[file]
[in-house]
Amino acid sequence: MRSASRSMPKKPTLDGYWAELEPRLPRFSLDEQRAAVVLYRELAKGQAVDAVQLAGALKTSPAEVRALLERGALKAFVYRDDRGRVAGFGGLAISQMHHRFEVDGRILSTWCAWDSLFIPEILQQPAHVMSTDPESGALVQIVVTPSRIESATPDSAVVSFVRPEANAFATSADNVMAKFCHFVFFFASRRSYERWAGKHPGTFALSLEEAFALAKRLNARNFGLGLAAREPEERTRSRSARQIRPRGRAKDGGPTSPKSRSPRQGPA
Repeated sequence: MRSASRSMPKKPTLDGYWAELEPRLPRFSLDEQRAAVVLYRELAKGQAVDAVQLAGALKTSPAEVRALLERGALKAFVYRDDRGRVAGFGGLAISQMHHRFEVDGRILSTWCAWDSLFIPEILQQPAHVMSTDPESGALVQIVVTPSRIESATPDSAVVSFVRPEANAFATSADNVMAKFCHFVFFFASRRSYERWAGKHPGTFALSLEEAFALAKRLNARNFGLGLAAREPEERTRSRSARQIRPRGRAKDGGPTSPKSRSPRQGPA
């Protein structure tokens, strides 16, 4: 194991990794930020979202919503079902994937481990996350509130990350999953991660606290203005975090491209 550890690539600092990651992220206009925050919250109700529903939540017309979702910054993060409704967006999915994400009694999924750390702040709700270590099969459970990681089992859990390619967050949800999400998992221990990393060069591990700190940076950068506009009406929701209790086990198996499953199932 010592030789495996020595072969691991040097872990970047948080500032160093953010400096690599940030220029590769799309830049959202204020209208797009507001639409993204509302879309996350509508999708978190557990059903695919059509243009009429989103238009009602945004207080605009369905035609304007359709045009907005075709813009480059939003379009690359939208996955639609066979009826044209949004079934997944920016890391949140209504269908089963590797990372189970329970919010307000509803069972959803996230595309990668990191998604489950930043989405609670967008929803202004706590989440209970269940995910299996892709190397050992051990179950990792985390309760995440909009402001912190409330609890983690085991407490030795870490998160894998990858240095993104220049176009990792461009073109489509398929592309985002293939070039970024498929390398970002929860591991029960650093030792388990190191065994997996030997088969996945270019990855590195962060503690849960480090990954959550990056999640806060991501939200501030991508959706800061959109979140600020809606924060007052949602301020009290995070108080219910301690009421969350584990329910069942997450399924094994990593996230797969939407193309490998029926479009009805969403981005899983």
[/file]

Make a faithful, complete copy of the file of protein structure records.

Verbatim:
[in-house]
Amino acid sequence: MRSASRSMPKKPTLDGYWAELEPRLPRFSLDEQRAAVVLYRELAKGQAVDAVQLAGALKTSPAEVRALLERGALKAFVYRDDRGRVAGFGGLAISQMHHRFEVDGRILSTWCAWDSLFIPEILQQPAHVMSTDPESGALVQIVVTPSRIESATPDSAVVSFVRPEANAFATSADNVMAKFCHFVFFFASRRSYERWAGKHPGTFALSLEEAFALAKRLNARNFGLGLAAREPEERTRSRSARQIRPRGRAKDGGPTSPKSRSPRQGPA
Repeated sequence: MRSASRSMPKKPTLDGYWAELEPRLPRFSLDEQRAAVVLYRELAKGQAVDAVQLAGALKTSPAEVRALLERGALKAFVYRDDRGRVAGFGGLAISQMHHRFEVDGRILSTWCAWDSLFIPEILQQPAHVMSTDPESGALVQIVVTPSRIESATPDSAVVSFVRPEANAFATSADNVMAKFCHFVFFFASRRSYERWAGKHPGTFALSLEEAFALAKRLNARNFGLGLAAREPEERTRSRSARQIRPRGRAKDGGPTSPKSRSPRQGPA
């Protein structure tokens, strides 16, 4: 194991990794930020979202919503079902994937481990996350509130990350999953991660606290203005975090491209 550890690539600092990651992220206009925050919250109700529903939540017309979702910054993060409704967006999915994400009694999924750390702040709700270590099969459970990681089992859990390619967050949800999400998992221990990393060069591990700190940076950068506009009406929701209790086990198996499953199932 010592030789495996020595072969691991040097872990970047948080500032160093953010400096690599940030220029590769799309830049959202204020209208797009507001639409993204509302879309996350509508999708978190557990059903695919059509243009009429989103238009009602945004207080605009369905035609304007359709045009907005075709813009480059939003379009690359939208996955639609066979009826044209949004079934997944920016890391949140209504269908089963590797990372189970329970919010307000509803069972959803996230595309990668990191998604489950930043989405609670967008929803202004706590989440209970269940995910299996892709190397050992051990179950990792985390309760995440909009402001912190409330609890983690085991407490030795870490998160894998990858240095993104220049176009990792461009073109489509398929592309985002293939070039970024498929390398970002929860591991029960650093030792388990190191065994997996030997088969996945270019990855590195962060503690849960480090990954959550990056999640806060991501939200501030991508959706800061959109979140600020809606924060007052949602301020009290995070108080219910301690009421969350584990329910069942997450399924094994990593996230797969939407193309490998029926479009009805969403981005899983």